Monday, June 07, 2010

Mirages and Cannibalism

Are you intrigued? Or do I just have such an off the wall reputation you are not surprised, but believe it or not these two things do have something in common.
We just got back from a week in San Francisco and so here I am to share what I thought were the odd and the interesting sights and sounds of the trip....
Don't feel sorry for me this is NOT snow, that has finally melted -this Salt Flats, outside of Salt Lake City, along I-80 going towards Nevada.
Now Jon would tell you all the geological mumbo jumbo of how this massive dead valley, surrounded by mountain ranges was once an ocean and point out that you, or at least he, can still see the lines of the ancient shore lines on all the foothills. He would also point out the train tracks and the distant mining operations that are about the only thing viable that could come from such a desolate place, I did get excited when I saw the Morton's Salt icon of the little girl with the umbrella on one of the warehouse we passed... but the geology of such a place does not really hold me for very long.
What does hold me is how weird it was to drive and drive and drive through what could be described as a Dali painting, all melt-y and surreal.
There is a white salt crust, on both sides of the interstate, above that is probably just a foot of water, which looks like a mirror, so it reflects the sky above or the mountain ranges in the distance, so when there is a mound of salt, it looks like it is hovering above the water.
Periodically there are large blue signs, telling fatigued drives to pull over and rest and apparently many do, going out to make their mark in the salt, where the wind hardly blows, digging up dark rocks to form letters or smiley faces. Sometimes bottle are stuck down in the salt, and designs are made, though driving 75 mph, most messages can't be read going that speed.

Which brings me to Cannibalism, for I-80 is mostly along one of the most famous Overland trial used by pioneers making their way to California, though according to a historical marker at one of the rest stops, it would of taken then two weeks to travel the distance we had that morning, in an air condition car sipping our iced Starbucks. 3 miles is what the pioneers averaged on a good day, 1.5 was as fast as they went a day over the Salt Flats.

Timing was everything for the pioneers trying to make it to California. Timing between having enough grass along the way and making it over the passes before winter, but not getting stuck behind swelling rivers from the spring runoff.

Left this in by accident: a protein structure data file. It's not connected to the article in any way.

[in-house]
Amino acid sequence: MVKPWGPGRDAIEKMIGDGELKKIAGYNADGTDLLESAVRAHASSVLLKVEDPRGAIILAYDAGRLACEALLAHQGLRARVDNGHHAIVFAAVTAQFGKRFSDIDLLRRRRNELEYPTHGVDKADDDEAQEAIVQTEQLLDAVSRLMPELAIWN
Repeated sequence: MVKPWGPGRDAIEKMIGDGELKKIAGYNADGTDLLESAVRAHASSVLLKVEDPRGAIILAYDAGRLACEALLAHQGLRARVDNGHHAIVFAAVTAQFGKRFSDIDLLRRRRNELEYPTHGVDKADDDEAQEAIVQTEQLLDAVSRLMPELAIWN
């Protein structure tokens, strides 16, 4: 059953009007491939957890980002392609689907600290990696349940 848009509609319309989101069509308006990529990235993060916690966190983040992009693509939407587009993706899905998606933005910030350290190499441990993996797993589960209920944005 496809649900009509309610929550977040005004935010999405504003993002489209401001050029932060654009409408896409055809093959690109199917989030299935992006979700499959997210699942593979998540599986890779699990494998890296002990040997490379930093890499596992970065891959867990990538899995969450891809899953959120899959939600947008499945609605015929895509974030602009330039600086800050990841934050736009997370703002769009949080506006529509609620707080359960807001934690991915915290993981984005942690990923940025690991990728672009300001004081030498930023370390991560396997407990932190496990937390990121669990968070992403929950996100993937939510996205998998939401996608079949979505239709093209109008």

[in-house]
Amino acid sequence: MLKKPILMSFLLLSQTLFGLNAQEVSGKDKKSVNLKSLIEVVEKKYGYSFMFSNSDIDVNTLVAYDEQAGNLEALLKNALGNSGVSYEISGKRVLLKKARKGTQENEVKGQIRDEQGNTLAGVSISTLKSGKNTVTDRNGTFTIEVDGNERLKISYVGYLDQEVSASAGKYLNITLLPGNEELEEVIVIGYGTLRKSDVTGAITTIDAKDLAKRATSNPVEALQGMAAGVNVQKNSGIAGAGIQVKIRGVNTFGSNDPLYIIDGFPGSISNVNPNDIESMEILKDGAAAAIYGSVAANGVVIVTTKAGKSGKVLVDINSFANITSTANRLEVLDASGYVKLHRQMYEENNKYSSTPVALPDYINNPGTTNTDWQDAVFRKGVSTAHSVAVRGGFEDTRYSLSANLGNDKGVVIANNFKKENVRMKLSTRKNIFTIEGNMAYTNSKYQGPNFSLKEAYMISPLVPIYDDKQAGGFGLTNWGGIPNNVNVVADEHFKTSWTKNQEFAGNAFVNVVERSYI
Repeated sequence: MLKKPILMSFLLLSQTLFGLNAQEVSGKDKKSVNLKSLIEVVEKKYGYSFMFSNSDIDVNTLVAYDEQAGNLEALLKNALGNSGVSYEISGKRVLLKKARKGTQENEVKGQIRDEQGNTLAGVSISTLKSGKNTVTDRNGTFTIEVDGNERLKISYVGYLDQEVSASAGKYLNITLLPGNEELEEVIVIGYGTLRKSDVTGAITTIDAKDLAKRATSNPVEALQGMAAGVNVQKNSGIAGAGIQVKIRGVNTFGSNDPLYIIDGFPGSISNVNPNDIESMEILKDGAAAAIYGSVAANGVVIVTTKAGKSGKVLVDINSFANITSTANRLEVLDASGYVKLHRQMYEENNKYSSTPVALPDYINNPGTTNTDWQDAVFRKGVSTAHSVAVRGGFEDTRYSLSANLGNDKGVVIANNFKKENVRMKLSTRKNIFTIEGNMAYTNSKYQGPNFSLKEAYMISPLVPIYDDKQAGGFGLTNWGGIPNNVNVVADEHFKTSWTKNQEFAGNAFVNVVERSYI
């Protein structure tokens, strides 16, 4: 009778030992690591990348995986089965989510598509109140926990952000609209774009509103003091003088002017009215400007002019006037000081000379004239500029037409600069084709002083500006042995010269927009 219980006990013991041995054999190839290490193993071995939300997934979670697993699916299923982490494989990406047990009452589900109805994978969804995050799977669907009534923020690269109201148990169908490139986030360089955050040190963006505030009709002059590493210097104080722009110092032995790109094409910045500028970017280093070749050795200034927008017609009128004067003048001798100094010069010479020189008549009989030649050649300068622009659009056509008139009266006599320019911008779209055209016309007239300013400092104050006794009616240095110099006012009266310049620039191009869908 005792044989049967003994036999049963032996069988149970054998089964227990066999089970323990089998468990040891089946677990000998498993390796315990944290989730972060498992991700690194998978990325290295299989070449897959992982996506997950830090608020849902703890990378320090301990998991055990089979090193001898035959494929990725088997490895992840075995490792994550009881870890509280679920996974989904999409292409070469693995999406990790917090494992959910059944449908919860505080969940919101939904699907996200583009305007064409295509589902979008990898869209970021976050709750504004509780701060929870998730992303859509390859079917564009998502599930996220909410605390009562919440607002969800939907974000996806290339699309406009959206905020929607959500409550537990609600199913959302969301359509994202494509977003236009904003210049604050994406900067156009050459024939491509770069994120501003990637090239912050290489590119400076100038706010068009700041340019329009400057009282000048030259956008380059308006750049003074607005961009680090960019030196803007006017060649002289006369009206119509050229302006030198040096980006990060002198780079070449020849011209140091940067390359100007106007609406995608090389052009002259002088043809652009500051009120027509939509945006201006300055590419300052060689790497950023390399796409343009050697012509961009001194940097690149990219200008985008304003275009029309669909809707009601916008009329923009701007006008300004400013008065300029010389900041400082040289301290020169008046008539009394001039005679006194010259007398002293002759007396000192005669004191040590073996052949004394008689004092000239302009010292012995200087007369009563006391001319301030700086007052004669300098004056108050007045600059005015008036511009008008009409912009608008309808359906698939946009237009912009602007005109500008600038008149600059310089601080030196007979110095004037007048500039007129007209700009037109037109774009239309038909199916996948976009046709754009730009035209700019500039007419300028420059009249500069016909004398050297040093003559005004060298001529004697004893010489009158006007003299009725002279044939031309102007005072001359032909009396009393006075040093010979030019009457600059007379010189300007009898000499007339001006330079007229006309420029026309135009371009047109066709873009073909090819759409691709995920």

And as today, there were plenty of self professed guides to point the way or publish books declaring the shortest distances, or before GPS leave notes on the trial declaring cut off that would save time and distance.
One such self professed guide was Lanford Hasting, whose advice taken by a group of pioneers now know as the Donner Party, would have devastating and infamous consequences. HERE is the link to read all about the famous winter of 1846-47 on Wikipedia-

We did, driving up into the Sierra Nevedas, off my Smartphone, my children and husband were transfixed and I a little car sick trying to read on such a small phone - about the delays the party made trying to follow the Hasting Cut Off, or get through the Salt Flats, about all the poor choices and arrogance that landed them almost at the top of the Pass that now bears their names...

 and how thanks to detailed diary accounts we have a glimpse of how a human being gets to place to decide to survive they will eat another human being, being careful to keep track of the meat so no one had to eat a family member...below shows the height of the snow that came early that winter, gauged by how far down the party could cut the trees. 
In the comfort of our car, going about 65 mph driving down the pass into Sacramento, our consensus was that if these pioneers had banded together, listened to the Indians, instead of literally eating them, and learned how to fish, since the lakes they were near had fish in them, they probably would of done much better.
We also wondered how a group, today, equipped with light weight gear, Gortex and modern know how would fair, and wondered with the stupid reality shows such a idea had not occurred to anyone.

No disrespect intended- I felt very sorry for the survivors in the accounts of the years that followed- how some admitted what they had done, how there was questions of whether the members who were eaten were really dead or murdered- and why some of the survivors focused on clearing their names and lied or changed their stories. Also what was very interesting was that there was a 66% death rate amongst the males who waited out the winter in the Sierra Nevedas. Only 9 women died. Why- many reasons- including women have more fat cells and can gain energy from our bodies longer, and men are the most likely to give up rations for their families, and use energy to take care of their families, etc.

 And alas once  in California, we really didn't enjoy our In and Out Burgers as much as we had been looking forward to.

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